The co-founder of Ethereum claims that layer-2 scaling, wallet security, and privacy-preserving features are all important to ensure the future of Ethereum.
Layer-2 scaling, wallet security, and privacy-preserving features are, according to Ethereum co-founder Vitalik Buterin, three important technical “transitions” that must occur simultaneously for Ethereum to succeed.
Buterin explained that the Ethereum blockchain “failed” outright due to the absence of sufficient scaling infrastructure to lower transaction fees in a post on his personal blog on June 9.
“Ethereum is failing because each transaction costs $3.75 ($82.48 if we have another bull run), and any product aimed at the mass market will inevitably forget chains and adopt a centralized solution for everything,” he claims.
Buterin claims that wallet security issues with respect to smart contract wallets are another area of failure.
According to him, switching to smart contract wallets has made it difficult for consumers to get the same address on Ethereum and different layer-2s.
Buterin stated that neither the layer-2 equivalent Ethereum Virtual Machine (EVM) nor:
“Even when hash equivalence is possible, potential wallet ownership changes as key changes create other illogical consequences.”
To effectively transition into the on-chain world with zero-knowledge rollup, Buterin says wallets need to secure data in addition to cryptographic assets:
“However, in the ZK world, this is no longer true: the wallet stores your data in addition to protecting authentication credentials.”
For the third and final shift, privacy, new identification, reputation and social recovery mechanisms will be required.
Without a third one, he claims, “Ethereum failed because making all transactions (and POAPs, etc.) publicly visible for anyone to view was too high a privacy sacrifice for many users, and everyone turned to a centralized solution that at least hid proprietary you data.”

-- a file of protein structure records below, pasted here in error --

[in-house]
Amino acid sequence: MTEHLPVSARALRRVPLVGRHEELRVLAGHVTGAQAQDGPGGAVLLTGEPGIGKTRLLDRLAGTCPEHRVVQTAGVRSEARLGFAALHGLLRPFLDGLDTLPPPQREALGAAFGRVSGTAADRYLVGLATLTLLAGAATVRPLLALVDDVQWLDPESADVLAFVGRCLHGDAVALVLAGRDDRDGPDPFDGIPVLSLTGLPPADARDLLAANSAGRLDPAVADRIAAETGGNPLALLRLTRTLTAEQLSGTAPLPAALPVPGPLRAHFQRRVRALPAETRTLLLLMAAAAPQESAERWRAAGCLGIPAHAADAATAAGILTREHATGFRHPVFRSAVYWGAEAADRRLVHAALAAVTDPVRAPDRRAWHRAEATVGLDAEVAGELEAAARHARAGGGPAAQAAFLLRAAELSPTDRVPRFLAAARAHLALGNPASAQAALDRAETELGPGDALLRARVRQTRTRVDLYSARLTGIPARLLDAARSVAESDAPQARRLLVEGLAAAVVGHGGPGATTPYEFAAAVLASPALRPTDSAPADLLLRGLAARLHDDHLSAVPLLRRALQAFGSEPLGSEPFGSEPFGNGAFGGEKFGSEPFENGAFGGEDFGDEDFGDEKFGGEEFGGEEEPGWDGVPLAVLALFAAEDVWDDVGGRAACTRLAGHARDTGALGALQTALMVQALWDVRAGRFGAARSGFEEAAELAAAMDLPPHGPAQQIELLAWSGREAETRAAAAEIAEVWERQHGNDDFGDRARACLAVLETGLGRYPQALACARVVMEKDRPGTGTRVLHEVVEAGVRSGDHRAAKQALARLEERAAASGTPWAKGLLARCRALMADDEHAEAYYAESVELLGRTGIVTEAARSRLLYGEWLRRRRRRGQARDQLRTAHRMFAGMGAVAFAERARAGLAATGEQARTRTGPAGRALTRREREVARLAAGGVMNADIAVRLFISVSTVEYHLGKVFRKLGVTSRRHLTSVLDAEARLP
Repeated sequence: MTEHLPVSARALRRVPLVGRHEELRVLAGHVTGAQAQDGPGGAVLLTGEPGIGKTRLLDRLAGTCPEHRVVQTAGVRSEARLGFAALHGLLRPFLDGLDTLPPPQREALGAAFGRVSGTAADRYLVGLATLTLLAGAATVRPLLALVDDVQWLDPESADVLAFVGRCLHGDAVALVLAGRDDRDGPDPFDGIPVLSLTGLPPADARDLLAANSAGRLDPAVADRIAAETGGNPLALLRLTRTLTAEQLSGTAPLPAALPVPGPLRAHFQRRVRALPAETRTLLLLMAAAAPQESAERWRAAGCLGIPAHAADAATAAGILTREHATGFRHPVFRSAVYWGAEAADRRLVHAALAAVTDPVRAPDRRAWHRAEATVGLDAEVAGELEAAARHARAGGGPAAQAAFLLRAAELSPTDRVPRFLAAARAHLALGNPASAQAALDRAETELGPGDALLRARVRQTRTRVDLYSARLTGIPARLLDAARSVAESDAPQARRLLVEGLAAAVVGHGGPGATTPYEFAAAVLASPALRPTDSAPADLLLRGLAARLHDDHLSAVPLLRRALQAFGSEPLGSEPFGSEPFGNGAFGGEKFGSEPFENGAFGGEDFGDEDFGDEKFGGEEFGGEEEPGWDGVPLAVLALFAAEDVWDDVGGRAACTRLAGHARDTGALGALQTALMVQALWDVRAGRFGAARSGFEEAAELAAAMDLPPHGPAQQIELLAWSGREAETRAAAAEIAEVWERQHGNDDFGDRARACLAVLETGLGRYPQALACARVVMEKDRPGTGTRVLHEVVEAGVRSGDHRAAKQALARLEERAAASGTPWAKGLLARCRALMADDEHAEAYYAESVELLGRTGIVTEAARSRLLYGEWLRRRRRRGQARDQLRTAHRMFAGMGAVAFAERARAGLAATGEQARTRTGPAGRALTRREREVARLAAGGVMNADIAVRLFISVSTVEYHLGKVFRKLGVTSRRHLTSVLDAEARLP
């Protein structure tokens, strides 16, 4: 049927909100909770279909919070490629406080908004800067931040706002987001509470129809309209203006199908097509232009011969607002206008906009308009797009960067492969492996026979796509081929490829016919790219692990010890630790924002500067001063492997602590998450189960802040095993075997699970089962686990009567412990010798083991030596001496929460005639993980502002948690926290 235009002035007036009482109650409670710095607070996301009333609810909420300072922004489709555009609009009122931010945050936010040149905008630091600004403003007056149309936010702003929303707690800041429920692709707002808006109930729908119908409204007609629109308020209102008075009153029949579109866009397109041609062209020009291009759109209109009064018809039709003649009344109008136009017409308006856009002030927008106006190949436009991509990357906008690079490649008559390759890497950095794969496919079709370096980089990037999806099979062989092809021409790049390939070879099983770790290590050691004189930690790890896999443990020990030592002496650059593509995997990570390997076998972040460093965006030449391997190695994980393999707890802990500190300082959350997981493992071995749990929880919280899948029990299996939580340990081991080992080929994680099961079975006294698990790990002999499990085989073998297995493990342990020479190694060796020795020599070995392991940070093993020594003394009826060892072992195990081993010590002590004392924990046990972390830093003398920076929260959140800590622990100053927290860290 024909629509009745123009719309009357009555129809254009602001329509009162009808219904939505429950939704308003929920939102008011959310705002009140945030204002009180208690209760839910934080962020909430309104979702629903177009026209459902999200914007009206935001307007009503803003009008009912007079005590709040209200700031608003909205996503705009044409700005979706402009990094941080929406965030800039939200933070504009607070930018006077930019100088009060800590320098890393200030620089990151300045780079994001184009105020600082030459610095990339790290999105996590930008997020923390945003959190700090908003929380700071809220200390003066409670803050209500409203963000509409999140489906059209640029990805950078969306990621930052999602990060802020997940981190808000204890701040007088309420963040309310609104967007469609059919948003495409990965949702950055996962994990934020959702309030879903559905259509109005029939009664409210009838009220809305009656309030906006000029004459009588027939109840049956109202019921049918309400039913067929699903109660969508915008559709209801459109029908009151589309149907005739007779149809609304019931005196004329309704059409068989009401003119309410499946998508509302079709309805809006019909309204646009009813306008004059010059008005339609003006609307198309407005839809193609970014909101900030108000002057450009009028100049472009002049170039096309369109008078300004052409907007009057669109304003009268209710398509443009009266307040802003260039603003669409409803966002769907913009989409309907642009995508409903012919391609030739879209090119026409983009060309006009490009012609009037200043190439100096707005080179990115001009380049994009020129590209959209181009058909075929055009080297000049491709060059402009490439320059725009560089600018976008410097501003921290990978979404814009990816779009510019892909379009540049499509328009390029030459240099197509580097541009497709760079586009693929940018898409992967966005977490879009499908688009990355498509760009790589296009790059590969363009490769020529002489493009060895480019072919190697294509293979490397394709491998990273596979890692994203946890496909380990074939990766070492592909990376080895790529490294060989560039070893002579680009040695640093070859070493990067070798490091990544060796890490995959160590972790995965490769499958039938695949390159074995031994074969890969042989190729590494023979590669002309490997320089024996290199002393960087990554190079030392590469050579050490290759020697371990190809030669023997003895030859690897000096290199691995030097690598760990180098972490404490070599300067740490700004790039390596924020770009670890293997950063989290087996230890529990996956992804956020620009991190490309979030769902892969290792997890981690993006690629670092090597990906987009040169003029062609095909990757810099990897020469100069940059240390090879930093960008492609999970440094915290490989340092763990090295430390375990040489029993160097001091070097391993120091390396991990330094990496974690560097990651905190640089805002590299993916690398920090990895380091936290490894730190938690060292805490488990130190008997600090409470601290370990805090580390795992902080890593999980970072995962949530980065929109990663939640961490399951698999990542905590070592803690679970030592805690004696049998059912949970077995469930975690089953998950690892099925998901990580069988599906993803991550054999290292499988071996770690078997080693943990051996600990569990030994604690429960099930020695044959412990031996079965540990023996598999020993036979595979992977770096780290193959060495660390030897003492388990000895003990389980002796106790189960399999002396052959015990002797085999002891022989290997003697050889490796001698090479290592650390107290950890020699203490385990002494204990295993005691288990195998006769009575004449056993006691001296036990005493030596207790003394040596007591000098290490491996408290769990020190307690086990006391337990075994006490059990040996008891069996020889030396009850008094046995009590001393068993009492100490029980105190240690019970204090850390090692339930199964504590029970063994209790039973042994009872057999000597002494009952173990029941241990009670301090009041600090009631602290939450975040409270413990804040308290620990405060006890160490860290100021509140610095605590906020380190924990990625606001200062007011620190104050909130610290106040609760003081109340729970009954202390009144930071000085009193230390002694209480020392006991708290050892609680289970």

One of the founders of Ethereum proposed using stealth addresses to solve this problem.
Buterin claimed that because “intense coordination” was required to complete all three, it would be “challenging” to do so.
He acknowledged that the three changes “weakened” the “one user — one address” approach, which can complicate the way transactions are carried out.
“How do you get information on how to pay someone if you want?”
How will users perform key modifications and engage in social recovery if they have multiple assets stored across multiple chains? he continued.
In his final remarks, Buterin stressed the need to create an infrastructure that ultimately enhances the user experience:
“Despite the hardships, scaling, wallet security and normal user privacy are very important for the future of Ethereum. Technical feasibility is important, but actual accessibility for the general consumer is just as important. To face this challenge, we must rise.
Post Without these three important “transitions”, Ethereum “failed”, according to Vitalik Buterin first appearing on BTC Wires.